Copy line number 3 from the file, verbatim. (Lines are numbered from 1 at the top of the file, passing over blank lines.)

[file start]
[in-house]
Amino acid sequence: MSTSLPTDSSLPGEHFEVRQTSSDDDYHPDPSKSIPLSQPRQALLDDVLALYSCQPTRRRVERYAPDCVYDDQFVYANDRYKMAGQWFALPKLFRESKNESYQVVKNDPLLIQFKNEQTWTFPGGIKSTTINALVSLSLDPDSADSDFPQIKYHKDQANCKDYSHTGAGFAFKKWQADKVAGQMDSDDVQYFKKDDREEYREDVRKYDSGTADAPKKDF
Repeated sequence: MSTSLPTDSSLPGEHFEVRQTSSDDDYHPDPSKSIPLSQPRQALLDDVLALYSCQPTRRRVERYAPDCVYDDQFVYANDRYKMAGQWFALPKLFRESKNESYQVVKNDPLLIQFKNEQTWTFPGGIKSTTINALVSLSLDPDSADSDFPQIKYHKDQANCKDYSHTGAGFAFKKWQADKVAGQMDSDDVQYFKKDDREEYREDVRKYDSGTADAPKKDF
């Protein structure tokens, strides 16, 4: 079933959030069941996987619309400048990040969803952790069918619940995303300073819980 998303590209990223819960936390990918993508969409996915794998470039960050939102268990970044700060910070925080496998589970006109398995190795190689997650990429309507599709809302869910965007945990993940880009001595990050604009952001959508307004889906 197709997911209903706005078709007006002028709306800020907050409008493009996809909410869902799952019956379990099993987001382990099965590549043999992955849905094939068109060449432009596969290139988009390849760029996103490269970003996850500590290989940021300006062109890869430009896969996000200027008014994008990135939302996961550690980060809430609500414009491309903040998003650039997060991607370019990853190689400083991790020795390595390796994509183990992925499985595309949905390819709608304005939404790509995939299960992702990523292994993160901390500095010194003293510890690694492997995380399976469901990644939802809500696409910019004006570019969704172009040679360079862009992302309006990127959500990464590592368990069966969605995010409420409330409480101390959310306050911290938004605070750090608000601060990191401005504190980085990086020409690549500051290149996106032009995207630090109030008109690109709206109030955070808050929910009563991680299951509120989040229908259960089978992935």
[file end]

Repeated sequence: MSTSLPTDSSLPGEHFEVRQTSSDDDYHPDPSKSIPLSQPRQALLDDVLALYSCQPTRRRVERYAPDCVYDDQFVYANDRYKMAGQWFALPKLFRESKNESYQVVKNDPLLIQFKNEQTWTFPGGIKSTTINALVSLSLDPDSADSDFPQIKYHKDQANCKDYSHTGAGFAFKKWQADKVAGQMDSDDVQYFKKDDREEYREDVRKYDSGTADAPKKDF